Canada has made the move to ban “harmful” single-use plastics by the end of the year!
The Canadian government announced that it would no longer manufacture or import single-use plastics.
This comes as Canada’s Environment Ministry is trying to do all it can to combat pollution and lessen the effects of climate change.
“The ban on the manufacture and import of these harmful single-use plastics, barring a few targeted exceptions to recognize specific cases, will come into effect in December 2022,” it said in a statement.
It explained that they were realistic about their goals, adding: “To provide businesses in Canada with enough time to transition and to deplete their existing stocks, the sale of these items will be prohibited as of December 2023.”
It also said that by 2025, the exportation of such plastics will also be banned, helping prevent further plastic pollution worldwide.
Prime Minister Justin Trudeau, who announced similar plans in 2019, tweeted about the incredible news: “We promised to ban harmful single-use plastics, and we’re keeping that promise,” he wrote.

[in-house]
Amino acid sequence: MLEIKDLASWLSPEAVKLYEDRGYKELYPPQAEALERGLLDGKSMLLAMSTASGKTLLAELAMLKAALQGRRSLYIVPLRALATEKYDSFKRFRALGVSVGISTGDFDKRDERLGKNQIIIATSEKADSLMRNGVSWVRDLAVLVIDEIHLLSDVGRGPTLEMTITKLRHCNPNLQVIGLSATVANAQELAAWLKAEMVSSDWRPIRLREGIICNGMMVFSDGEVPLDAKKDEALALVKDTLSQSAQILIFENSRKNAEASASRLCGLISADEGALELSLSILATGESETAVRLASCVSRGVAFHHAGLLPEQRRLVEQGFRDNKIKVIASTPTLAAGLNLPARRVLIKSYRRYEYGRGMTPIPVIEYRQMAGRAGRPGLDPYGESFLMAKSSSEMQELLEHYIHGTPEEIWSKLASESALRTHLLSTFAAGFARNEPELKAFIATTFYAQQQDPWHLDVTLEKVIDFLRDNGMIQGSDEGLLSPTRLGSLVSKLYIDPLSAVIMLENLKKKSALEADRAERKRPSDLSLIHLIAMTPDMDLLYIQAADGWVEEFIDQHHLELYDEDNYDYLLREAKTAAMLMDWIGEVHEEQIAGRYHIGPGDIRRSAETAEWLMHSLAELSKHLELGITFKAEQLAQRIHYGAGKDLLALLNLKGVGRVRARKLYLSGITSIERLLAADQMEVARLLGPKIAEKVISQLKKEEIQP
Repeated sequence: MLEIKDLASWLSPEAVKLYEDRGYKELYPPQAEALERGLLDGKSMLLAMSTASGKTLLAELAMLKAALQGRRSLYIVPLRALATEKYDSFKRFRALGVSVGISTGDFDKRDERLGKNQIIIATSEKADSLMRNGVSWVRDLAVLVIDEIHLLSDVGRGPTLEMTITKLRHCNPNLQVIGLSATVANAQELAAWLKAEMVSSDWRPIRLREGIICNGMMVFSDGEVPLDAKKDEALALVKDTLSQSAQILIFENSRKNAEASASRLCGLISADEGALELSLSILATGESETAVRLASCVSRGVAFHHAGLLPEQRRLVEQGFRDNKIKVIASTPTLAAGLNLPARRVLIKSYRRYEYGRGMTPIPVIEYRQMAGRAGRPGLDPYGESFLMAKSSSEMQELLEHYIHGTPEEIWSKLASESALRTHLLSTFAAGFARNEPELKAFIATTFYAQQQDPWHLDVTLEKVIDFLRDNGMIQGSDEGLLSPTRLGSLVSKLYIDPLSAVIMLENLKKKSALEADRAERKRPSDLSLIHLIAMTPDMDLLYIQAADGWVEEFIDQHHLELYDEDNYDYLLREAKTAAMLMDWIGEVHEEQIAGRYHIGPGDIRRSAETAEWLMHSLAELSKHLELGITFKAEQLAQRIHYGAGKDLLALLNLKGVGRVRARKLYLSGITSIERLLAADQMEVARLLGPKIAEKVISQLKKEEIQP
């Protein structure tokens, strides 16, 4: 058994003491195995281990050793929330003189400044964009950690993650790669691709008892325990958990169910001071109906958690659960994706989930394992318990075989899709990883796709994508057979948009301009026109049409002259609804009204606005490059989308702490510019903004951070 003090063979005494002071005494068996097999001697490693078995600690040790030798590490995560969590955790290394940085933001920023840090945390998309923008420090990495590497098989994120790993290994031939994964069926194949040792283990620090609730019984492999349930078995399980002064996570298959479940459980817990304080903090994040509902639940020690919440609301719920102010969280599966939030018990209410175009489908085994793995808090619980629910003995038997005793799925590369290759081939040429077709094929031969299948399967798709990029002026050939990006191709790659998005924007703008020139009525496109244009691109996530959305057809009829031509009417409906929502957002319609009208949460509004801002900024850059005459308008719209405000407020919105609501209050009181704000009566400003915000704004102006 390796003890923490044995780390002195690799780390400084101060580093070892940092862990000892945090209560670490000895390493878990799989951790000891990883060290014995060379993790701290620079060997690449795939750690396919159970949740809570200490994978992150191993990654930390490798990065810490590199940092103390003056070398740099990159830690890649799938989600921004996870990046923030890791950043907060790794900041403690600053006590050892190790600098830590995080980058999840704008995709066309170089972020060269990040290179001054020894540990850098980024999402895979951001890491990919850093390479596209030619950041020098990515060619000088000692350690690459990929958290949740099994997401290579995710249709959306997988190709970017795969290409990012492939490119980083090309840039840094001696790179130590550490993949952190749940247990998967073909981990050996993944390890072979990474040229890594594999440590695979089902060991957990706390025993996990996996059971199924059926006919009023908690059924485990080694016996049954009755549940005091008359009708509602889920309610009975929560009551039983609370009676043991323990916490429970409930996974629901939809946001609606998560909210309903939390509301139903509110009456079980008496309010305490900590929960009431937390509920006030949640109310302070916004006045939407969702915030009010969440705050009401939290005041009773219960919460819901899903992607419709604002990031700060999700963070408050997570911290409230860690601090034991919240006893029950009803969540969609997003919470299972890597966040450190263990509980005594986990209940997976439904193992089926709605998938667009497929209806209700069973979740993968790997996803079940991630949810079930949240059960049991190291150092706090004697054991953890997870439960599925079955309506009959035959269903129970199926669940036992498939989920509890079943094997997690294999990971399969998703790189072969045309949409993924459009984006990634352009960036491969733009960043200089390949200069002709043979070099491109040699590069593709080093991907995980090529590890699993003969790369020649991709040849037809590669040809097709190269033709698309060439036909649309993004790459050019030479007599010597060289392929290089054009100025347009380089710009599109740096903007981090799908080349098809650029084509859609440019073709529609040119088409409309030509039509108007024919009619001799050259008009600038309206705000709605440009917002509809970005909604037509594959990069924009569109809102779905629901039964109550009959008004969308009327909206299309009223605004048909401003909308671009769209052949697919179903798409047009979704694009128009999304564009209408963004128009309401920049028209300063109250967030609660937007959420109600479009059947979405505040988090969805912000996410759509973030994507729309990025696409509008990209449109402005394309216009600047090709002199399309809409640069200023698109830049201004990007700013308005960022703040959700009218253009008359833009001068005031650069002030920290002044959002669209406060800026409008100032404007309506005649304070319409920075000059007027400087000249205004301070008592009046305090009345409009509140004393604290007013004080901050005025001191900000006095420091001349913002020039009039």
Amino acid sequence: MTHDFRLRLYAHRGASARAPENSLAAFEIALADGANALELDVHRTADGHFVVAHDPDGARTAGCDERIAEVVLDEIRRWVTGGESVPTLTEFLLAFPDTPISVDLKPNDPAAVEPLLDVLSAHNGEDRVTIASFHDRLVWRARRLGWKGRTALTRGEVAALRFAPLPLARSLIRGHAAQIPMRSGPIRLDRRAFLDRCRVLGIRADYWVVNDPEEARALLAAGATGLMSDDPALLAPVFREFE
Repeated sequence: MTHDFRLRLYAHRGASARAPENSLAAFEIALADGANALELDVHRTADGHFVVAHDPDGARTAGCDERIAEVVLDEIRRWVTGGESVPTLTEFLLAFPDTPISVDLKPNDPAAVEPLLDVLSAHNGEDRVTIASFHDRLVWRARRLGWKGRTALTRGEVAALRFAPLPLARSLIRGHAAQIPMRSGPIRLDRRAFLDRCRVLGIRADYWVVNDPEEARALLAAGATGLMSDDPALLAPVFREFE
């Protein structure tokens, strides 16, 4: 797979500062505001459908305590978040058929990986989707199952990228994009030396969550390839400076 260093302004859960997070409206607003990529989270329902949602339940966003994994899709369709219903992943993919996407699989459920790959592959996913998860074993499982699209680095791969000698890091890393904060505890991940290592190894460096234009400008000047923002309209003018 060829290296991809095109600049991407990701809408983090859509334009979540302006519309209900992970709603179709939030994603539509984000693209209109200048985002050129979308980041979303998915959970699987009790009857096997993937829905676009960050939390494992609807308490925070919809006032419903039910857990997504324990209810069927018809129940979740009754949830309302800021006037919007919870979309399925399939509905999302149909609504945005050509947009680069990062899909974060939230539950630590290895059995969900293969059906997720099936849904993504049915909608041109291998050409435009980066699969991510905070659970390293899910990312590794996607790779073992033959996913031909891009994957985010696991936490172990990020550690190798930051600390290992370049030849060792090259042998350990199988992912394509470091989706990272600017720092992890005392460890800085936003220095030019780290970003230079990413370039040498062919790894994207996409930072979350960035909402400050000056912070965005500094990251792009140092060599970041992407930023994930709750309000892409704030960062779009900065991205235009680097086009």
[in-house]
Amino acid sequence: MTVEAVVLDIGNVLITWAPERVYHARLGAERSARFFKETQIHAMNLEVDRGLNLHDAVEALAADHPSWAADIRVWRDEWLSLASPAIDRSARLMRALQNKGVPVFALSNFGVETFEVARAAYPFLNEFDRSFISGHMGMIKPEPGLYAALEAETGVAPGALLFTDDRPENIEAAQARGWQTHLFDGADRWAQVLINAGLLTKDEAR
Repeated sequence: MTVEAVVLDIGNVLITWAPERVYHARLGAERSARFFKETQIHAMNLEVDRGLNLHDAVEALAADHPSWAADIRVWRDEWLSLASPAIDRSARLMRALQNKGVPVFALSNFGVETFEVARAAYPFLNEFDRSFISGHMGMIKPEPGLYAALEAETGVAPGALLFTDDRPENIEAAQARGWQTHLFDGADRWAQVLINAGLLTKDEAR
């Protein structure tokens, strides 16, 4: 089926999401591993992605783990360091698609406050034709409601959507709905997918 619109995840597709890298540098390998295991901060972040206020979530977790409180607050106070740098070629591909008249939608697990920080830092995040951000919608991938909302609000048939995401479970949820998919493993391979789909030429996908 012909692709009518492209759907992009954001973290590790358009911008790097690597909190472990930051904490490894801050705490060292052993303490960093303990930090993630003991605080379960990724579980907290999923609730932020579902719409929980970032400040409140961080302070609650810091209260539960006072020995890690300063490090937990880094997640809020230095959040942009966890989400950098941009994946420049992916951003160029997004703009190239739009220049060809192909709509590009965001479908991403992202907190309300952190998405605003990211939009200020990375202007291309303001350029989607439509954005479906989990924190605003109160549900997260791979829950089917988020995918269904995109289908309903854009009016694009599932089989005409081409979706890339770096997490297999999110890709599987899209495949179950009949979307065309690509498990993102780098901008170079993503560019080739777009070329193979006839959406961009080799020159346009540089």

“Over the next 10 years, this ban will result in the estimated elimination of over 1.3 million tonnes of plastic waste and more than 22,000 tonnes of plastic pollution. That’s equal to a million garbage bags full of litter,” he added.
The environment and climate change minister, Steven Guilbeault also shared his thoughts on the ban, writing: “With these new regulations, we’re taking a historic step forward in reducing plastic pollution, and keeping our communities and the places we love clean.”
Single-use plastics are currently one of Canada’s biggest polluting factors, with 15 billion grocery bags, and 16 million straws used and discarded on a daily basis.
While the announcement is a step in the right direction, Greenpeace Canada said there is still a long way to go.
Sarah King, head of their oceans and plastics campaign, said in a statement: “The release of the regulations is a critical step forward, but we still aren’t even at the starting line. The government needs to shift into high gear by expanding the ban list and cutting overall plastic production.”